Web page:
After describing the systematic dismantling of the news website Cenci Journalism Project, deleted from the Internet earlier this month, The Economist looks at how Cenci’s fate fits into the broader crackdown on traditional and new media under the Xi administration:
Since Xi Jinping took over as China’s president in March 2013, Chinese journalists have operated under increasingly tighter media restrictions. On July 15th a new directive on journalist press passes barred journalists from releasing any information from interviews or press conferences via social media or mentioning such information at public events without the consent of their employer media organisations. Press passes will not be granted to journalists who fail to sign a secrecy agreement.
Propaganda departments have also been clamping down on journalists’ involvement with foreign media outlets. Since May a veteran journalist, Gao Yu, has been detained for allegedly leaking a Party document to the foreign press. On July 18th, Song Zhibiao, a reporter for ChinaFortune, was forced to resign because he wrote commentaries for the Hong Kong-based Oriental Press Group.
That Cenci was a major resource for Chinese journalists seeking out sources they could not normally access is perhaps another reason for the website’s closure. Mr Kang estimates that for the first year of the project at least half of his readers were Chinese media professionals. With the tightening restrictions on journalism, such an archive of non government-approved information and opinions was an obvious target for censorship. [Source]
The Xi administration’s efforts to tighten controls on media has been seen in the ongoing rumor crackdown and anti-vulgarity drive—themselves part of a broader crackdown on social media, recent rules requiring Chinese journalists to sign secrecy pledges to obtain press credentials, and regulations against broadly defined “critical” media coverage. A report from The Asahi Shimbun describes the suicide of a newspaper reporter in Sichuan as an example that “underscore[s] the acute pressure facing journalists working under stricter state control.”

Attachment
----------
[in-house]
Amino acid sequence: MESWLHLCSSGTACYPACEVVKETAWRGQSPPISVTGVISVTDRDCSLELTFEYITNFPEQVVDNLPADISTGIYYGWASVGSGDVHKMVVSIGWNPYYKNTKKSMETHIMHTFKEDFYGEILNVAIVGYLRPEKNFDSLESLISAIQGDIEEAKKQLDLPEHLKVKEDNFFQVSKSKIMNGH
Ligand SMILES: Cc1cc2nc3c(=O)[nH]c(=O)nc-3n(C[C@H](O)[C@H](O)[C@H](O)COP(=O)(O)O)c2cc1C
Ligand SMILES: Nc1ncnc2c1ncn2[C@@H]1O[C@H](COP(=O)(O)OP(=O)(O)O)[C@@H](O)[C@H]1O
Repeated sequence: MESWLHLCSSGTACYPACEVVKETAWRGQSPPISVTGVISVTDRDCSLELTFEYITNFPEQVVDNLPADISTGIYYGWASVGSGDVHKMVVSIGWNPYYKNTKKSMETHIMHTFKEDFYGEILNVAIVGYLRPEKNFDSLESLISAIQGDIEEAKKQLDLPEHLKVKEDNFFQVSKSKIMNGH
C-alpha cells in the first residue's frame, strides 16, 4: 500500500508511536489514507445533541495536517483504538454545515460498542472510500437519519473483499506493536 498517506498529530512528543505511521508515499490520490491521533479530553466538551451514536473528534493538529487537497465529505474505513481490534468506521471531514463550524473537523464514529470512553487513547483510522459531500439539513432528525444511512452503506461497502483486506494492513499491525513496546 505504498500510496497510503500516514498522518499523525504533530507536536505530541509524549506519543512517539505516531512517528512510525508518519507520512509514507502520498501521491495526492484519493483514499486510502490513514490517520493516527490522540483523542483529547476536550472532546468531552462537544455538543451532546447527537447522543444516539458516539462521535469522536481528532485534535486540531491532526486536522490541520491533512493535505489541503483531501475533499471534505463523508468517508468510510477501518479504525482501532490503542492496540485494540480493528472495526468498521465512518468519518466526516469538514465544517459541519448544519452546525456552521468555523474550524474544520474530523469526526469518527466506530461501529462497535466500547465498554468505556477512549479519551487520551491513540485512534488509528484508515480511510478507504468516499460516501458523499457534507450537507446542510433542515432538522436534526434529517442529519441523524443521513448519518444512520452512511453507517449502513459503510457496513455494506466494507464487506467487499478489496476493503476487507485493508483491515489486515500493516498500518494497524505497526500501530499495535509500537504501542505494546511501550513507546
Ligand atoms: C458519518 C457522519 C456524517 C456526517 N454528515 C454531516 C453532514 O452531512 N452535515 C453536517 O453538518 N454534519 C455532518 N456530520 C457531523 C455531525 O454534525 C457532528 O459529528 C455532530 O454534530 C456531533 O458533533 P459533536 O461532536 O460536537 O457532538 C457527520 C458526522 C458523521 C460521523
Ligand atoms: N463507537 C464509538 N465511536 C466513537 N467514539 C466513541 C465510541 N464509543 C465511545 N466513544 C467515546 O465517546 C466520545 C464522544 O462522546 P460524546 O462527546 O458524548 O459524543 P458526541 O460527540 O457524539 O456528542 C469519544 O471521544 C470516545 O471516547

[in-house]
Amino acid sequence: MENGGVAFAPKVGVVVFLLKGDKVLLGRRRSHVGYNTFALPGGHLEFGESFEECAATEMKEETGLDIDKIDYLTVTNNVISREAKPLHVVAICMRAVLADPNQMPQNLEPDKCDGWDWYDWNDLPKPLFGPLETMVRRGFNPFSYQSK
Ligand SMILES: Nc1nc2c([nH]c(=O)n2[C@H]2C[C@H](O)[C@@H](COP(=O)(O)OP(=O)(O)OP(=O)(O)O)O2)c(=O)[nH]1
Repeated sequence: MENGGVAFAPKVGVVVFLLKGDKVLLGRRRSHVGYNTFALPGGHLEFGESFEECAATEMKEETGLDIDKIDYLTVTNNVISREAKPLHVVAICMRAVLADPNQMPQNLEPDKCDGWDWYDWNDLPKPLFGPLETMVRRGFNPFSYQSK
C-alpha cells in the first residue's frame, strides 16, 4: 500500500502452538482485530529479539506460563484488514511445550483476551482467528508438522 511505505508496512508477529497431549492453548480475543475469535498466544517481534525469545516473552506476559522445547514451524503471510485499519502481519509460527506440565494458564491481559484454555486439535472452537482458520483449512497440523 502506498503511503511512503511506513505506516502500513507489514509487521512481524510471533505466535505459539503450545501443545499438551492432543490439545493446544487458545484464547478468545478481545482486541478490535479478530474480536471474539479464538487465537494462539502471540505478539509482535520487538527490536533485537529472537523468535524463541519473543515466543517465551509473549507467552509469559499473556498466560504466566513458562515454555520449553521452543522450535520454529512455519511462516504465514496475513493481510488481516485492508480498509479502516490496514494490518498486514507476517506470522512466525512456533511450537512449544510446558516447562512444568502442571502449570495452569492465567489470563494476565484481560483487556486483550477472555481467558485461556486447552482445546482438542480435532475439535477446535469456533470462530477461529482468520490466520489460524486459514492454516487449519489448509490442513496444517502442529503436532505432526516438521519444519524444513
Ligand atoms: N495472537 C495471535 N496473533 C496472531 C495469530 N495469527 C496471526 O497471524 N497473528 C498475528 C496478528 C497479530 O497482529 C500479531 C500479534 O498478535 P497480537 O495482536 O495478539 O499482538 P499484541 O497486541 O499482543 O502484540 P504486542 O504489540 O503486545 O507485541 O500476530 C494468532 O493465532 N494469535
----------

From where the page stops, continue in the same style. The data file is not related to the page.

While foreign journalists operating in China have also seen increased pressure through visa delays and rejections, a report from the AP notes that foreign reporters were invited this week to a Defense Ministry news briefing for the first time:
On Thursday, they were finally permitted to attend the Defense Ministry’s monthly news briefing, marking a small milestone in the increasingly confident military’s efforts to project a more transparent image.
Restrictions still apply and there is no sign of an improvement in the generally paltry amount and poor quality of information released by the People’s Liberation Army, the world’s largest standing military with 2.3 million members.
Officers who oversee the briefings say the new invitations reflect a desire by the top brass to allay foreigners’ concerns over fast-expanding budgets, vast hardware improvements, and an increasingly clear determination to use the military to assert China’s interests and territorial claims.
[…] China has chafed against accusations of opacity from the U.S., Japan and others, and now publishes limited status reports on force size, weaponry and missions. It’s also been taking part in an increasing number of joint drills with others, this year joining for the first time the world’s largest international naval exercises hosted by the U.S. known as the Rim of the Pacific. [Source]
As for Chinese military's new "open" briefings, a press officer said NYT could apply w/ names & they would get back to us within 3 months
— Andrew Jacobs (@AndrewJacobsNYT) August 1, 2014